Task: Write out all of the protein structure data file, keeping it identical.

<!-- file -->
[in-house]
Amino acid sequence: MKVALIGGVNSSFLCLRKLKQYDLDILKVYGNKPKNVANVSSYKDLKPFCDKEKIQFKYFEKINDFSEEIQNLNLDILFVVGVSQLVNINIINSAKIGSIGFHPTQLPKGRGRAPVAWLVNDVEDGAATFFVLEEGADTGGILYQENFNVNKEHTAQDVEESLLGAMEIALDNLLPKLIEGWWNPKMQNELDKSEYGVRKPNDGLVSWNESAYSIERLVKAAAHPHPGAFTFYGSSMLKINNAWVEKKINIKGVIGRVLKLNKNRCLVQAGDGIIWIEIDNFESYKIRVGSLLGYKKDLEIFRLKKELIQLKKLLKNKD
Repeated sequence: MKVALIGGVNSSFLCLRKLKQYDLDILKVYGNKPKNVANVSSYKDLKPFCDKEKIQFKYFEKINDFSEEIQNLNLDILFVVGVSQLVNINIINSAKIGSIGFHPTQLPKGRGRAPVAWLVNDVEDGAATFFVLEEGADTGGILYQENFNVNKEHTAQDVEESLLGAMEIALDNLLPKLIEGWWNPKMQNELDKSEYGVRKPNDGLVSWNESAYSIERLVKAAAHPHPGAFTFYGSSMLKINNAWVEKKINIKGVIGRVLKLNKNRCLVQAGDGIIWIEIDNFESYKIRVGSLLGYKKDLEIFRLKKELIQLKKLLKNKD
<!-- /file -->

[in-house]
Amino acid sequence: MKVALIGGVNSSFLCLRKLKQYDLDILKVYGNKPKNVANVSSYKDLKPFCDKEKIQFKYFEKINDFSEEIQNLNLDILFVVGVSQLVNINIINSAKIGSIGFHPTQLPKGRGRAPVAWLVNDVEDGAATFFVLEEGADTGGILYQENFNVNKEHTAQDVEESLLGAMEIALDNLLPKLIEGWWNPKMQNELDKSEYGVRKPNDGLVSWNESAYSIERLVKAAAHPHPGAFTFYGSSMLKINNAWVEKKINIKGVIGRVLKLNKNRCLVQAGDGIIWIEIDNFESYKIRVGSLLGYKKDLEIFRLKKELIQLKKLLKNKD
Repeated sequence: MKVALIGGVNSSFLCLRKLKQYDLDILKVYGNKPKNVANVSSYKDLKPFCDKEKIQFKYFEKINDFSEEIQNLNLDILFVVGVSQLVNINIINSAKIGSIGFHPTQLPKGRGRAPVAWLVNDVEDGAATFFVLEEGADTGGILYQENFNVNKEHTAQDVEESLLGAMEIALDNLLPKLIEGWWNPKMQNELDKSEYGVRKPNDGLVSWNESAYSIERLVKAAAHPHPGAFTFYGSSMLKINNAWVEKKINIKGVIGRVLKLNKNRCLVQAGDGIIWIEIDNFESYKIRVGSLLGYKKDLEIFRLKKELIQLKKLLKNKD